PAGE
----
4.  New limit on health insurance coverage deductions for health insurance providers.  Also starting in 2013, the PPACA imposes a deduction limit of $500,000 on “excessive” healthcare benefits provided by health insurance providers to its very own employees.


This is certainly not an exhaustive list but the key takeaway here is that, as has been demonstrated time and time again, there simply is no such thing as a free lunch.  Contrary to what politicians would have us believe, the ability to tax a thing is an outright fallacy.  Governments can only tax people, regardless of deflective attempts to characterize these taxes as only applicable to corporations, health insurance providers, capital gains/dividends, luxuries, “sins,” etc.

Corporate taxes are paid by the consumer in the way of higher prices for the goods and/or services provided; they are paid by the employee in the way of lost or reduced benefits and/or eliminated jobs/promotions; they are paid by prospective employees in the way of lost job opportunities or reduced remuneration; they are paid by the investor in the way of reduced dividends and/or capital gains (and consequently incentives to invest).  Fees assessed on goods are always passed on to the private consumers who use them, and in the specific case of healthcare these added costs are most likely to impact the very folks least able to absorb them, the very people that the law was purportedly formulated to protect in the first place.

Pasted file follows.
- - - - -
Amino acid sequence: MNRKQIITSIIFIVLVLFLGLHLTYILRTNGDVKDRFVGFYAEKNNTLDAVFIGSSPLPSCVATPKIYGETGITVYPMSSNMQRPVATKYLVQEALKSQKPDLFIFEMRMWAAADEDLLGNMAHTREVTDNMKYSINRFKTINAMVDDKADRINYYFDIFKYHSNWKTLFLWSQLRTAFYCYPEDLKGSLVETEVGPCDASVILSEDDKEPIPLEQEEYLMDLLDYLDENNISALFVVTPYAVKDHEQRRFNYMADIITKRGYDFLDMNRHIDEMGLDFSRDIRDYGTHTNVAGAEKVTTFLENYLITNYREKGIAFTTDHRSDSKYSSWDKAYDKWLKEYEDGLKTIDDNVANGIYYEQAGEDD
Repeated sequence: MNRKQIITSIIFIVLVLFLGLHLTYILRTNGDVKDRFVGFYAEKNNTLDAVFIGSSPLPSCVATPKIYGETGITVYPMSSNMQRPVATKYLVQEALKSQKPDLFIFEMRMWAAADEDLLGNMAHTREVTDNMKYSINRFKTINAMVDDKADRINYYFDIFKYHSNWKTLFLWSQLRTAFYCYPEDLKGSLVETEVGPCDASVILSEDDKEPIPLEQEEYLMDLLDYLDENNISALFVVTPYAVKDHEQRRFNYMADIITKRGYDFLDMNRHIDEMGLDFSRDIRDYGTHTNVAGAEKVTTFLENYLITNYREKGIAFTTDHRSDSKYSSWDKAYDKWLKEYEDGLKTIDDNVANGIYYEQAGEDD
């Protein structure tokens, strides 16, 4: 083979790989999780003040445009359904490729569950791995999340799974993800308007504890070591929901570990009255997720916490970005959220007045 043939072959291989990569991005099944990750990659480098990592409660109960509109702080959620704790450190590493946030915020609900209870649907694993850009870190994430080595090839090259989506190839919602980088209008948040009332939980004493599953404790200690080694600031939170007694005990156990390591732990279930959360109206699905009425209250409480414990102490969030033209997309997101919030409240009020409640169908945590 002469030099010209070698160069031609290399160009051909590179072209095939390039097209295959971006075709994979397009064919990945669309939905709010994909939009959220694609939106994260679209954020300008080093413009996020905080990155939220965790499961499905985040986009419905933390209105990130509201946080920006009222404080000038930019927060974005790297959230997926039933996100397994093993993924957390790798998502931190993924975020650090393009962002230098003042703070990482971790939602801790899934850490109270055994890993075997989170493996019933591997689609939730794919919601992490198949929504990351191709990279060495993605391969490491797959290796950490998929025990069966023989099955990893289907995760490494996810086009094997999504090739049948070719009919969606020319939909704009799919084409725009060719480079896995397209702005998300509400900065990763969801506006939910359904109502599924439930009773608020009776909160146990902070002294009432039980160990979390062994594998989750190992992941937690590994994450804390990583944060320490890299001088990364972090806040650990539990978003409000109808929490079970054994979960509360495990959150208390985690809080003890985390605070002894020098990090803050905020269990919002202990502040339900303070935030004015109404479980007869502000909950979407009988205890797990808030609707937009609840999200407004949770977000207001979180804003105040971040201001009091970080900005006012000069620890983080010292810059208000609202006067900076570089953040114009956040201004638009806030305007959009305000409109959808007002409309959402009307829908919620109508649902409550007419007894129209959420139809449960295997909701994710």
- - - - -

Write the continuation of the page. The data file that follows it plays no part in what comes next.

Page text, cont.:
The president’s and congress’ promises notwithstanding, the fact of the matter is that American healthcare costs will continue to rise if for no other reason than this piece of legislation did virtually nothing to address the root causes of the inflated costs.  And in any event, all of these fees on health insurance providers, medical devices, and prescriptions drugs cannot be intelligently rationalized to somehow reduce their associated costs.

The respective stake holding special interests collectively won out (again) with the PPACA but this is what most often occurs when a government is not properly limited in role and scope.  If one pays close attention they will no doubt observe that most of these taxes, particularly those directly assessed on individuals (voters), start in 2013 or thereafter…